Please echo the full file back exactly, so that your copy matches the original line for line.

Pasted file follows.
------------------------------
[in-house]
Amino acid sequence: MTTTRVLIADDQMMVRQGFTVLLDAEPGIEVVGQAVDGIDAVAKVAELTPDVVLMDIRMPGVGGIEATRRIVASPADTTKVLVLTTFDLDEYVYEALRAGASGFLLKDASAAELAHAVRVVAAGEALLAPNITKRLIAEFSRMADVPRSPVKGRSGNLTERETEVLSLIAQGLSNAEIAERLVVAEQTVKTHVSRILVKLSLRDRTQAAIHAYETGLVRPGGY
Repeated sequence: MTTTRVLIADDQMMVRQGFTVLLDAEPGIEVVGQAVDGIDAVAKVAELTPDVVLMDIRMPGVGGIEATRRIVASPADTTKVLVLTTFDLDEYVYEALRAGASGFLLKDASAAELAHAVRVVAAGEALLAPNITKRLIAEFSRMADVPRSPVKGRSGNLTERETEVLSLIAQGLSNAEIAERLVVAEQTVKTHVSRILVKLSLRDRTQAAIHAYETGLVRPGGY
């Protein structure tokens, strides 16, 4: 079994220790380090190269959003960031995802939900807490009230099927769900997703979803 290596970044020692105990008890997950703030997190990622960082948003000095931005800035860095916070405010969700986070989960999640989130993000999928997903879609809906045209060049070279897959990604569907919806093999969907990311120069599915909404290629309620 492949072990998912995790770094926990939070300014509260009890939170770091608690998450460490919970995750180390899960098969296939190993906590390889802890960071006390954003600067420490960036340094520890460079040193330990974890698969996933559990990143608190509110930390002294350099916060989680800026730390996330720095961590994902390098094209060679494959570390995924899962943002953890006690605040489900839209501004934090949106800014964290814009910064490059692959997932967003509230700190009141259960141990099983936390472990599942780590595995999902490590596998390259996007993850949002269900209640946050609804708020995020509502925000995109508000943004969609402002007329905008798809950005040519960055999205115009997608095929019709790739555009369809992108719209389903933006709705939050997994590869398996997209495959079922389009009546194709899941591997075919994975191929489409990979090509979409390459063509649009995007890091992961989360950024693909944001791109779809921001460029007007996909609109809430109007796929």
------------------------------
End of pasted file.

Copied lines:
[in-house]
Amino acid sequence: MTTTRVLIADDQMMVRQGFTVLLDAEPGIEVVGQAVDGIDAVAKVAELTPDVVLMDIRMPGVGGIEATRRIVASPADTTKVLVLTTFDLDEYVYEALRAGASGFLLKDASAAELAHAVRVVAAGEALLAPNITKRLIAEFSRMADVPRSPVKGRSGNLTERETEVLSLIAQGLSNAEIAERLVVAEQTVKTHVSRILVKLSLRDRTQAAIHAYETGLVRPGGY
Repeated sequence: MTTTRVLIADDQMMVRQGFTVLLDAEPGIEVVGQAVDGIDAVAKVAELTPDVVLMDIRMPGVGGIEATRRIVASPADTTKVLVLTTFDLDEYVYEALRAGASGFLLKDASAAELAHAVRVVAAGEALLAPNITKRLIAEFSRMADVPRSPVKGRSGNLTERETEVLSLIAQGLSNAEIAERLVVAEQTVKTHVSRILVKLSLRDRTQAAIHAYETGLVRPGGY
């Protein structure tokens, strides 16, 4: 079994220790380090190269959003960031995802939900807490009230099927769900997703979803 290596970044020692105990008890997950703030997190990622960082948003000095931005800035860095916070405010969700986070989960999640989130993000999928997903879609809906045209060049070279897959990604569907919806093999969907990311120069599915909404290629309620 492949072990998912995790770094926990939070300014509260009890939170770091608690998450460490919970995750180390899960098969296939190993906590390889802890960071006390954003600067420490960036340094520890460079040193330990974890698969996933559990990143608190509110930390002294350099916060989680800026730390996330720095961590994902390098094209060679494959570390995924899962943002953890006690605040489900839209501004934090949106800014964290814009910064490059692959997932967003509230700190009141259960141990099983936390472990599942780590595995999902490590596998390259996007993850949002269900209640946050609804708020995020509502925000995109508000943004969609402002007329905008798809950005040519960055999205115009997608095929019709790739555009369809992108719209389903933006709705939050997994590869398996997209495959079922389009009546194709899941591997075919994975191929489409990979090509979409390459063509649009995007890091992961989360950024693909944001791109779809921001460029007007996909609109809430109007796929």